NURSING vacancies in Wales are at critical levels, a union has said.

Royal College of Nursing (RCN) Wales has published a briefing on the state of the current nursing workforce in Wales.

The study found evidence of the nursing shortage in the NHS and the independent sector to be stark, with at least 1651 nursing vacancies across the NHS in Wales and care homes providers reporting significant gaps in their registered nursing workforce.

HS Wales spent £63.8m on agency nursing in 2018/19, a rise of 24% since last year. This is the equivalent salary spend of 2,635 newly qualified nurses. In October 2018 Social Care Wales published a workforce data collection from 2017 This states that the vacancy rate for registered nurses are as high as 25% in some areas.

Helen Whyley, director RCN in Wales, said: “The Welsh NHS continues to rely on the goodwill of registered nurses. Our members have said that 76% of them are working work overtime at least once a week, with a majority reporting between one and four hours.

"Worryingly only 50% of them being paid for these extra hours. Nurses are overworked and under pressure, I am very concerned that this continued pressure will result in burn out and ultimately nurses leaving nursing.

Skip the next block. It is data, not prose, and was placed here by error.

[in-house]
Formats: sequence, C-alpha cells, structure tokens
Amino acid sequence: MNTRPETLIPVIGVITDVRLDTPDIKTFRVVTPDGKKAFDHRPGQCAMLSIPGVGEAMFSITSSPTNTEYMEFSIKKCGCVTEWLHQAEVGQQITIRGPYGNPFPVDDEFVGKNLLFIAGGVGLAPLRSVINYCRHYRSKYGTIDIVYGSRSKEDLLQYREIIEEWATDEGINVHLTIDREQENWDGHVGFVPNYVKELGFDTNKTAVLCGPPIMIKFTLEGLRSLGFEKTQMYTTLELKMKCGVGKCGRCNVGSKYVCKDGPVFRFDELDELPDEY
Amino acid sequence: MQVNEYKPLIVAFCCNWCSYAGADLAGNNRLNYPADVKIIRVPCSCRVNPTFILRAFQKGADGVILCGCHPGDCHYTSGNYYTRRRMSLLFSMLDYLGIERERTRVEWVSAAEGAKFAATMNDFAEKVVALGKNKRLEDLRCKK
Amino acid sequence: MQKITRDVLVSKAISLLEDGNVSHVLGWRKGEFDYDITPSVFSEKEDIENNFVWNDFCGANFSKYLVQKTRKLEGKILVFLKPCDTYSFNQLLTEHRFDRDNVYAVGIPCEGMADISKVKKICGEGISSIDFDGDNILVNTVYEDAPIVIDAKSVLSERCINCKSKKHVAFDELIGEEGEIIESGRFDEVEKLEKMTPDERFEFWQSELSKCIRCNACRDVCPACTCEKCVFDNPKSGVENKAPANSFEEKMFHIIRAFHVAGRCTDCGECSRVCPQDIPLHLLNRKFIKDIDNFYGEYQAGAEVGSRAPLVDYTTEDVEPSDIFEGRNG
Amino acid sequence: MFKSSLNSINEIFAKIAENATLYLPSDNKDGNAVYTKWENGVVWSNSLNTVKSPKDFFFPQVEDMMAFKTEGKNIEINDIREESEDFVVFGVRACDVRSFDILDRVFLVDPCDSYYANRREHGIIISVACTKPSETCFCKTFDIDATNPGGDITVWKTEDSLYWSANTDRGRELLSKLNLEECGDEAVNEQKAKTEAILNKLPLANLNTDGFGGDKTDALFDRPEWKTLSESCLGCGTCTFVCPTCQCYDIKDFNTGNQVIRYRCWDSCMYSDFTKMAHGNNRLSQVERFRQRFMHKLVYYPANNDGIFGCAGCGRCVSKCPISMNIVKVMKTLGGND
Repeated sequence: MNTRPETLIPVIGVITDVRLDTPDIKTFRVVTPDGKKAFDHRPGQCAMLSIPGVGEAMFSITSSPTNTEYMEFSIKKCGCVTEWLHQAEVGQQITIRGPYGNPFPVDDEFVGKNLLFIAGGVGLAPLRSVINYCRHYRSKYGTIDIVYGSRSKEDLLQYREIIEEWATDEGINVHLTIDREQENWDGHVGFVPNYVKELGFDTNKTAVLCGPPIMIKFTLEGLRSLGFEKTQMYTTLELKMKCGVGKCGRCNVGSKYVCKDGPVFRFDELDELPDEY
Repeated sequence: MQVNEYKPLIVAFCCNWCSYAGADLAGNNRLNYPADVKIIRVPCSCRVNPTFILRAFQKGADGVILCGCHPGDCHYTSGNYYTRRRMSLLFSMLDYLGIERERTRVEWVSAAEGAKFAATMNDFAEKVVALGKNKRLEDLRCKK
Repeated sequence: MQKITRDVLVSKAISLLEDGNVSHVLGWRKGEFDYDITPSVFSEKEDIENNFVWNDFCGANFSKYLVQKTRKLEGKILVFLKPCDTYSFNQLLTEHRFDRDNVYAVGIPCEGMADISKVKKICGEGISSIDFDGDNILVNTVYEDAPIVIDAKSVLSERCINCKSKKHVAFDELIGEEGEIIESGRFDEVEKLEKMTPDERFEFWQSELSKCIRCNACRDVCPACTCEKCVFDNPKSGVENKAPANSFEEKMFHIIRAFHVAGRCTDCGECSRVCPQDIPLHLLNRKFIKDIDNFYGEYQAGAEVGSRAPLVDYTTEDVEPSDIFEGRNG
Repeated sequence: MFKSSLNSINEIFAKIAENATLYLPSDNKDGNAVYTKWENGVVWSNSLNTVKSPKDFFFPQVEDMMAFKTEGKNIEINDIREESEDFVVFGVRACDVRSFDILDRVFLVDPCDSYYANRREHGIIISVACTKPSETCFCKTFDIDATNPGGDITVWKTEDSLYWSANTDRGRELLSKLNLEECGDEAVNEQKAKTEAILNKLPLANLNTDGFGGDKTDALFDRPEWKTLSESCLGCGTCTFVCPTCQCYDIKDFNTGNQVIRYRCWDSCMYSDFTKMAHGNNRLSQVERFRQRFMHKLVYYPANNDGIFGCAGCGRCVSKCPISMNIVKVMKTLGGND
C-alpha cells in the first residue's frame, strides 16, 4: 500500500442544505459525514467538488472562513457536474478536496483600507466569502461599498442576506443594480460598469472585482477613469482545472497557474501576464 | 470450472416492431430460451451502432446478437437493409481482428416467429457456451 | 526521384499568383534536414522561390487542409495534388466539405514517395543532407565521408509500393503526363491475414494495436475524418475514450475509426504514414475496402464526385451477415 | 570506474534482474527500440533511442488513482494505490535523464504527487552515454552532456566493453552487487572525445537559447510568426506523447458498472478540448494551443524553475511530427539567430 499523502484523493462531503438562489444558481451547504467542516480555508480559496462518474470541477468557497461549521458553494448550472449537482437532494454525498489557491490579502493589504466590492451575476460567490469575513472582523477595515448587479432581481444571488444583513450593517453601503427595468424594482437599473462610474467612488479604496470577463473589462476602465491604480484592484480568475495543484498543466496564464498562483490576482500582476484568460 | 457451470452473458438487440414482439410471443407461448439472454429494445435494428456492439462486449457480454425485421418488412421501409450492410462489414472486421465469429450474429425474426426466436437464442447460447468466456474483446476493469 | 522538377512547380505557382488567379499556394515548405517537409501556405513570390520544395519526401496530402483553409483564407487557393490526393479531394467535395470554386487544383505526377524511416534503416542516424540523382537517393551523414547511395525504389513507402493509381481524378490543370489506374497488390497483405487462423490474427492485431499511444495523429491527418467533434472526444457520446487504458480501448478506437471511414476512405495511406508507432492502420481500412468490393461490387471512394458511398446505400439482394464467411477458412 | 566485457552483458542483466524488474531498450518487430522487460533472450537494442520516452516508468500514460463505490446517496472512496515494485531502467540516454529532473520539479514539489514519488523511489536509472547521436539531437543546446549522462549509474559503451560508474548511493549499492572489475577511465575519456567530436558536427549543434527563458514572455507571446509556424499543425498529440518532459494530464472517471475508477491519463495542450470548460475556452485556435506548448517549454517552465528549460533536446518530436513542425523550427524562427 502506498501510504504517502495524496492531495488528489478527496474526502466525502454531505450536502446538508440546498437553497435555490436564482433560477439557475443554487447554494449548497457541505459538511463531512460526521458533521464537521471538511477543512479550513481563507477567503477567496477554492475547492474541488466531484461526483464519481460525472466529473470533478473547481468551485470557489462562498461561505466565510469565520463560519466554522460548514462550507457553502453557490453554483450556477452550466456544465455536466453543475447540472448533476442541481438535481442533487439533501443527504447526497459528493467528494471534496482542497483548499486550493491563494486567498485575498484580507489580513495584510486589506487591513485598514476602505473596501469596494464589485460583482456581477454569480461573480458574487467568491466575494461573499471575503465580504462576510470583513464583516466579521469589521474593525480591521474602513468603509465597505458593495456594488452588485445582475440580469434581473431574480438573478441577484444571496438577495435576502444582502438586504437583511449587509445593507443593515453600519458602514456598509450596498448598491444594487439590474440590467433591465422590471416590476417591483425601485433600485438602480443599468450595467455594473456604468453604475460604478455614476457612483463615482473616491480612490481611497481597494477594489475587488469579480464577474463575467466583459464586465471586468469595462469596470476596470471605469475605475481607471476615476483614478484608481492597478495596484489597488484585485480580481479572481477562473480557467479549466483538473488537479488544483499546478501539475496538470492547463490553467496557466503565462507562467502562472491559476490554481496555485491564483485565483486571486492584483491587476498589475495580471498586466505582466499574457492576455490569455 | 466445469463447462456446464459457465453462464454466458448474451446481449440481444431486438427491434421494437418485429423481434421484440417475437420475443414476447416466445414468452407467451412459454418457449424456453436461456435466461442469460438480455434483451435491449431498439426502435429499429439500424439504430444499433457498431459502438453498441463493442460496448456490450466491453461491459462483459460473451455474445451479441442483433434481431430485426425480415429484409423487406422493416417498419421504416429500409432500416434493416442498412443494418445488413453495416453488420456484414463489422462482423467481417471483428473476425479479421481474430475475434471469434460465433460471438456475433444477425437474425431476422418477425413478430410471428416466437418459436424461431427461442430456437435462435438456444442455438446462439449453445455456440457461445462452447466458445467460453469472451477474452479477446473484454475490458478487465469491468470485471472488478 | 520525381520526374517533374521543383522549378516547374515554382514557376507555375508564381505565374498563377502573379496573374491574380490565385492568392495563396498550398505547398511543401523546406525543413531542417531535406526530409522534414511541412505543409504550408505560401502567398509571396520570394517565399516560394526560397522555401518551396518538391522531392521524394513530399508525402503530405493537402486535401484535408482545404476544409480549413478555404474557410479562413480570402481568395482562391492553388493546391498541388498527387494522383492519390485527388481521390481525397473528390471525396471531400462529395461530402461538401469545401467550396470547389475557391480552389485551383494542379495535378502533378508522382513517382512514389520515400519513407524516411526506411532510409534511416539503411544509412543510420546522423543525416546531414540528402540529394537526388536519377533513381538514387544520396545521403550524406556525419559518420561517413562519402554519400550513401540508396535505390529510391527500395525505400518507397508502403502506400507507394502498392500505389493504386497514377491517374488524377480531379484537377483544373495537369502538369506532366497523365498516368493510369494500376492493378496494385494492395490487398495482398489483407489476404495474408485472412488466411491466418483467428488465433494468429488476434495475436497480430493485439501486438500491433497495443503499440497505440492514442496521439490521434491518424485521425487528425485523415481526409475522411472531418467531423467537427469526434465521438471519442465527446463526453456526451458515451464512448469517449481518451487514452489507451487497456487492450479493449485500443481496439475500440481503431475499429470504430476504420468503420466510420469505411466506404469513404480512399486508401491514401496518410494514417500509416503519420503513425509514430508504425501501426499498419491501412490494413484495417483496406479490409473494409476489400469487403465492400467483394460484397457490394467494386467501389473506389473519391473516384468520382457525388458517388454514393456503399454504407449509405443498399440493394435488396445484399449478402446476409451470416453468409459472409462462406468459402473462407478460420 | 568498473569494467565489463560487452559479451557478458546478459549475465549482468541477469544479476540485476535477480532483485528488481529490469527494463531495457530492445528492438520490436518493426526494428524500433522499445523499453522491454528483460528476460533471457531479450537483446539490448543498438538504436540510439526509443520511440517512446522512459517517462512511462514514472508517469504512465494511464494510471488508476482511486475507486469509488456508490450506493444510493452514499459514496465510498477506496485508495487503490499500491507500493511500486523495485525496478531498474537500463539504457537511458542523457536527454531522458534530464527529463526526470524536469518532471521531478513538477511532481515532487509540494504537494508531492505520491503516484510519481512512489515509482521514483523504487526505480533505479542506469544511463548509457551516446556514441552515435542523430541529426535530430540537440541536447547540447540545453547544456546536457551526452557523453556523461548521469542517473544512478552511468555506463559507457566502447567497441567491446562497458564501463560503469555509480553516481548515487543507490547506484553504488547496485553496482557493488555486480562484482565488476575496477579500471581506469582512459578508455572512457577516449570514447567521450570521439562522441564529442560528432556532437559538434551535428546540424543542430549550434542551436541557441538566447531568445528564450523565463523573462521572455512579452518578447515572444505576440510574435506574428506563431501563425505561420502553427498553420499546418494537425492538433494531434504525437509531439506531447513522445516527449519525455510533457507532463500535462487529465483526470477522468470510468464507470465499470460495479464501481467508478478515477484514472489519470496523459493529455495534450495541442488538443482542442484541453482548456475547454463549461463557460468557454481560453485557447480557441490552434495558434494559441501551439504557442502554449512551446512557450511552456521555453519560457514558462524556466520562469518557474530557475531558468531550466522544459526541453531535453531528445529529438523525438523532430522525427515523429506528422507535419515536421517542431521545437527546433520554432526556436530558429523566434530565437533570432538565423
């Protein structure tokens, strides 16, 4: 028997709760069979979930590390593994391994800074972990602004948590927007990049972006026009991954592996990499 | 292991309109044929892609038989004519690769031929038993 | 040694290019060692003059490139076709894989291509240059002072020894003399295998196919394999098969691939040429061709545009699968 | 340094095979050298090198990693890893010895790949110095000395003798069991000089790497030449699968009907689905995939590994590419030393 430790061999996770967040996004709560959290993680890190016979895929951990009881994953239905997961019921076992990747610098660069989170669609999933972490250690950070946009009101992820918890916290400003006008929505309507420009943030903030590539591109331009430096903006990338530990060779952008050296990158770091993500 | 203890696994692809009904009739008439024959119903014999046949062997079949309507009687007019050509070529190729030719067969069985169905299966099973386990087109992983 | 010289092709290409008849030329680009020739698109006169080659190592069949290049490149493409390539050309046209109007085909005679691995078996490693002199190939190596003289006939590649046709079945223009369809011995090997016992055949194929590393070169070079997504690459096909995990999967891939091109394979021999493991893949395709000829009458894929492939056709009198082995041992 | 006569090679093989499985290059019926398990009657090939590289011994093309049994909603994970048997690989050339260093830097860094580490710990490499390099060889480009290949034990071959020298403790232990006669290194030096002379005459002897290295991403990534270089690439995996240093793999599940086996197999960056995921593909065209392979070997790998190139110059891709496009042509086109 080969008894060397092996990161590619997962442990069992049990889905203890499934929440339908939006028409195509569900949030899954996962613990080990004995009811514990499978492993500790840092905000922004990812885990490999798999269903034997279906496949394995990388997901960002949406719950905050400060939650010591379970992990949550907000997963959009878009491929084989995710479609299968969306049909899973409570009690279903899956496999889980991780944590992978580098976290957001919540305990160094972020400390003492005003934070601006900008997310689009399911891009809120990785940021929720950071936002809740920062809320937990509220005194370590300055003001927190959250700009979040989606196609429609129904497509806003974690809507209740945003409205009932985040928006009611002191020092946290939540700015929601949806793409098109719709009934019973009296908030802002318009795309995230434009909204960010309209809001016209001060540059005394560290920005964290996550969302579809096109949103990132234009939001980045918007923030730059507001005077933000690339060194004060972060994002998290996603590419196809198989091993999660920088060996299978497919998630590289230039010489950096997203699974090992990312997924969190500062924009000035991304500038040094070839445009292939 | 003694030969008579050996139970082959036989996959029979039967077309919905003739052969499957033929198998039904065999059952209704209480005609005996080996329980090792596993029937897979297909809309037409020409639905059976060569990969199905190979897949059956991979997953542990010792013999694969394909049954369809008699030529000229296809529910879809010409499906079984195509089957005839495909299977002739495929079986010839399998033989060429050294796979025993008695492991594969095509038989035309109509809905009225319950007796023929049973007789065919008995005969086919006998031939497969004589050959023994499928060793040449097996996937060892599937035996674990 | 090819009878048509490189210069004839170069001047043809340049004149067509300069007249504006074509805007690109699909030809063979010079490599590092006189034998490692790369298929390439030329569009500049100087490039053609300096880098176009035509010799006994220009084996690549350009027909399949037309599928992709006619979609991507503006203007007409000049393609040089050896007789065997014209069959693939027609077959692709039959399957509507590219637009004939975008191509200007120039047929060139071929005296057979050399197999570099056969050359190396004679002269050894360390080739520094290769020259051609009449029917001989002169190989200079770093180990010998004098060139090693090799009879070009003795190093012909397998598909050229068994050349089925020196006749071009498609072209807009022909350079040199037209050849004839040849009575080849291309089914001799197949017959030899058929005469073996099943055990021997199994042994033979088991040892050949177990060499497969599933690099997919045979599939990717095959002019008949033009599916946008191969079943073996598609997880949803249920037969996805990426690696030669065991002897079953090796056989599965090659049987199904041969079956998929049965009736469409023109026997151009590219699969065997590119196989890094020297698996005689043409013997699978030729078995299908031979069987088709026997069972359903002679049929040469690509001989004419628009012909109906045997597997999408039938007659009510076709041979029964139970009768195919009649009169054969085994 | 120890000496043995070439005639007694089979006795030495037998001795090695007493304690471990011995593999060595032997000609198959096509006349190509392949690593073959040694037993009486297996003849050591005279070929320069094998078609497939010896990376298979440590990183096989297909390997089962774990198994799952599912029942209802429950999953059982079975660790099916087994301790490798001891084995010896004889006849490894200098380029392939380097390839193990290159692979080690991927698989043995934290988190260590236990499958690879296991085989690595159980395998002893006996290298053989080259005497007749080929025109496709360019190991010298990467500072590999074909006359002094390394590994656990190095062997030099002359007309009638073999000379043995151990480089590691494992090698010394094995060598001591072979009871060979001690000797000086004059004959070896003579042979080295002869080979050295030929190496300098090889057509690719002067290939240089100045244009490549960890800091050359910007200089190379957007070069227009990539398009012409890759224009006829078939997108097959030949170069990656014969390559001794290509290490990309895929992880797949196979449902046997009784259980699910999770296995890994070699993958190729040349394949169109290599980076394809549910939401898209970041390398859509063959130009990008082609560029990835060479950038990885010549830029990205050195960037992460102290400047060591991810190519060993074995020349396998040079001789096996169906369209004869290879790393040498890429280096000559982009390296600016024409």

“The lack of adequate nursing staff is a real threat to the NHS in Wales ability to meet the requirements of the Nurse Staffing Levels (Wales) Act 2016, the first legislation of its kind in Europe that seeks to ensure sufficient nurses to care for patient sensitively. Wales needs more registered nurses to deliver that care, and it needs to plan ahead to ensure the numbers are increased in both the short and the long term. This means continuing to increase student nursing numbers and urgent measures to safeguard international recruitment and address retention.”

Mrs Whyley recommends number of measures the Welsh Government should take to address the shortage of registered nurses in the NHS and independent sector.

These include increasing opportunities for nurses to work more flexible, providing access to continuous professional development (CPD) and strong career frameworks.

She added: "The Welsh Government needs to consider our report and embrace its recommendations to ensure that the significant contribution nursing can make to their ‘Healthier Wales’ policy are realised."